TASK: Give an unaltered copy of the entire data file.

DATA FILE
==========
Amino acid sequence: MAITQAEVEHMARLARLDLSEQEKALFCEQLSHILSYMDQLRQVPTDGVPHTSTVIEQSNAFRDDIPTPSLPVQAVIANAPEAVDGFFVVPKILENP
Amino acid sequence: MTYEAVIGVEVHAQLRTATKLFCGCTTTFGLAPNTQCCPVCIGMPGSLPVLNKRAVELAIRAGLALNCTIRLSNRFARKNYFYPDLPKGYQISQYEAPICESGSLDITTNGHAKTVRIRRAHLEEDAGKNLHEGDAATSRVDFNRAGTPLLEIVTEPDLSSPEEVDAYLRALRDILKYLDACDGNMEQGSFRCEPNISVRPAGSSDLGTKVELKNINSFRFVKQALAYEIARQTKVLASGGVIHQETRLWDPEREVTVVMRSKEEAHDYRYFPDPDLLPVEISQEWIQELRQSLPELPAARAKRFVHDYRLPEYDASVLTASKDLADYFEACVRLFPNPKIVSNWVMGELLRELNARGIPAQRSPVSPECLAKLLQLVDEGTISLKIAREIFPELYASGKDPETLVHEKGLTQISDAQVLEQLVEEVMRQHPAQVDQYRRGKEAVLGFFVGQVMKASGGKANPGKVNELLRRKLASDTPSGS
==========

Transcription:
Amino acid sequence: MAITQAEVEHMARLARLDLSEQEKALFCEQLSHILSYMDQLRQVPTDGVPHTSTVIEQSNAFRDDIPTPSLPVQAVIANAPEAVDGFFVVPKILENP
Amino acid sequence: MTYEAVIGVEVHAQLRTATKLFCGCTTTFGLAPNTQCCPVCIGMPGSLPVLNKRAVELAIRAGLALNCTIRLSNRFARKNYFYPDLPKGYQISQYEAPICESGSLDITTNGHAKTVRIRRAHLEEDAGKNLHEGDAATSRVDFNRAGTPLLEIVTEPDLSSPEEVDAYLRALRDILKYLDACDGNMEQGSFRCEPNISVRPAGSSDLGTKVELKNINSFRFVKQALAYEIARQTKVLASGGVIHQETRLWDPEREVTVVMRSKEEAHDYRYFPDPDLLPVEISQEWIQELRQSLPELPAARAKRFVHDYRLPEYDASVLTASKDLADYFEACVRLFPNPKIVSNWVMGELLRELNARGIPAQRSPVSPECLAKLLQLVDEGTISLKIAREIFPELYASGKDPETLVHEKGLTQISDAQVLEQLVEEVMRQHPAQVDQYRRGKEAVLGFFVGQVMKASGGKANPGKVNELLRRKLASDTPSGS